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Lead Information

Lead Testing in Drinking Water
The City of Highland Park's water treatment facility provides potable water for all water customers. While the water meets or exceeds state and national standards, private service lines may be tested by homeowners to ensure that tap water in homes is safe from contaminants caused by old private connections, plumbing or fixtures.

Highland Park has an ongoing lead control program that has been in place for 26 years. This incorporates an EPA recommended corrosion control treatment at the Water Treatment Plant and periodic testing of selected homes to measure treatment effectiveness. The City of Highland Park complies with all sampling regulations, including those that are directed towards single-family dwellings.

In 2016, Mayor Nancy Rotering initiated an annual program to test all City-owned buildings for lead even though there is currently no federal or state law requiring the testing of drinking water in public buildings. Testing is the best way for public organizations to know if there are elevated levels of lead in the drinking water and to quickly eliminate any potential problems.

On July 16, 2018 the City of Highland Park, continuing with its commitment to provide safe drinking water, will commence the annual testing of all water fountains accessible to the public. 

City staff will collect water samples from all City-owned buildings, and send to a certified laboratory and tested for lead. Testing is the best way for organizations to know if there are elevated levels of lead in the drinking water and to quickly eliminate any potential problems. The City’s water production and distribution system meets or exceeds state and national standards and falls within United States and Illinois Environmental Protection Agency’s (USEPA) levels for safe use and consumption. The USEPA action level for lead is 15 parts per billion at which point remedial action is recommended.

In 2017, out of the 168 samples collected, 13 samples had a lead action level over 15 ppb. The fixtures were shut down,  replaced and re-tested to ensure they meet or exceed safety standards. The testing also revealed 13 additional fixtures that indicated lead concentrations between 6 ppb – 14 ppb. Though these results were within satisfactory standards according to the USEPA, the City also shut down fountains/faucets as a proactive measure. The fixtures are being repaired and will not be available for use until they are remediated. The findings are isolated to specific water dispensing fixtures and are not systemic problems with the City’s water supply. Please see the list of sample results for 2017.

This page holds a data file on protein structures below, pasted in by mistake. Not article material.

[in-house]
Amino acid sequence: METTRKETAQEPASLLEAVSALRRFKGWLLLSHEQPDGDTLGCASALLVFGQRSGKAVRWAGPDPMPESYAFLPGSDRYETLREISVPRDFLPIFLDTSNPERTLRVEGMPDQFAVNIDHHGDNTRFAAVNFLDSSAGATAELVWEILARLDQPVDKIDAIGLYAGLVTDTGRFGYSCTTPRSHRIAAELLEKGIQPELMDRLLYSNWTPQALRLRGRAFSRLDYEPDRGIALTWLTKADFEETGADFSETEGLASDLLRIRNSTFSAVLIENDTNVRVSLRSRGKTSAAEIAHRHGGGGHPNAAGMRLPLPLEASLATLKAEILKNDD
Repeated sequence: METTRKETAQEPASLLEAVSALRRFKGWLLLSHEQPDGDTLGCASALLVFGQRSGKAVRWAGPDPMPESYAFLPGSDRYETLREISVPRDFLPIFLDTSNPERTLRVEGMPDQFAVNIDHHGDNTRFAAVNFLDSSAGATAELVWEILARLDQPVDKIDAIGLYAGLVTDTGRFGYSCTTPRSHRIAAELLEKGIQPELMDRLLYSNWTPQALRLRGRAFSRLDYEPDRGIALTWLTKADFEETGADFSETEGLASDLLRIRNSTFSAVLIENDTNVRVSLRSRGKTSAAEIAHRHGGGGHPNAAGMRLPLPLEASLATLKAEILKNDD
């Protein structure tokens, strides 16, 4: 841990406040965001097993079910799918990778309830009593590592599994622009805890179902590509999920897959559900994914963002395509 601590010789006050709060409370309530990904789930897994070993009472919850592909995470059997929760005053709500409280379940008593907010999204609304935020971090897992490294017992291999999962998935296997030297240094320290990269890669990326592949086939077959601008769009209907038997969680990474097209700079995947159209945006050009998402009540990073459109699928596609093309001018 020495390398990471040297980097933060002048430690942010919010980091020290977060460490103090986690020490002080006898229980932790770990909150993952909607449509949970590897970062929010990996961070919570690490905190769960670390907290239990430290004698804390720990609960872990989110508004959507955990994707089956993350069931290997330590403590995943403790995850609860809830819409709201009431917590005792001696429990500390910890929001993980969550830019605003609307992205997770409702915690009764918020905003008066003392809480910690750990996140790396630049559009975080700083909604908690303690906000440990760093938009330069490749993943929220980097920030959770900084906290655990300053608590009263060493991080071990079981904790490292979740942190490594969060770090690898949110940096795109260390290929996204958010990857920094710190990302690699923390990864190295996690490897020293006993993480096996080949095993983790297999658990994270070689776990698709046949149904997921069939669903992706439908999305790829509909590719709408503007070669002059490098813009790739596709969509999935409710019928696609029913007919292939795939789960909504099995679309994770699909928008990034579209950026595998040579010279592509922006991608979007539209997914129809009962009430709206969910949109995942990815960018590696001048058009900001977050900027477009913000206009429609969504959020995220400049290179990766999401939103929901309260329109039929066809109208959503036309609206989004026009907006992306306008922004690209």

Please see the list of sample results for 2016.

For more information on the lead testing initiative, see our lead testing FAQ.

The United States Environmental Protection Agency’s (USEPA) action level for lead is 15 parts per billion at which point remedial action is recommended. For those fixtures with unsatisfactory lead levels, City staff turned off and covered the affected water fixtures as soon as confirmation was received of lead presence in those fixtures. The City took immediate steps to secure the sites and is in the process of replacing the impacted plumbing and fixtures. The lead testing results are isolated to specific fixtures that were tested and are not reflective of the City’s water production or distribution system. The replaced water fixtures will be retested and won’t be turned back on until fully remediated. 

For more detailed information, please see the link understanding the issues of lead in drinking water.

Homeowners should be aware of three potential sources of lead in drinking water. In order of importance, they are: lead service lines, lead-tin solder joined copper pipes typically installed prior to 1986, and brass water contact surfaces of faucets. Lead service lines are typically only present in older homes built prior to 1940. Those homes may still have a lead service line. The three main preventative measures to ensure the water in your home is lead-free are to flush your piping, test your water, and identify your service line material. A certified plumber can confirm if a lead service line is present, check for lead solders in  internal pipes, and look for water fixtures containing lead.

If you are concerned about lead exposure, you can have the water in your home tested for lead. The City of Highland Park Water Treatment Plant laboratory is not certified for metals analysis.  Please see the link of accredited labs for lead testing for a list of laboratories that can test residential water samples.

Questions can be directed to the Water Plant at waterplant@cityhpil.com or 847.433.4355.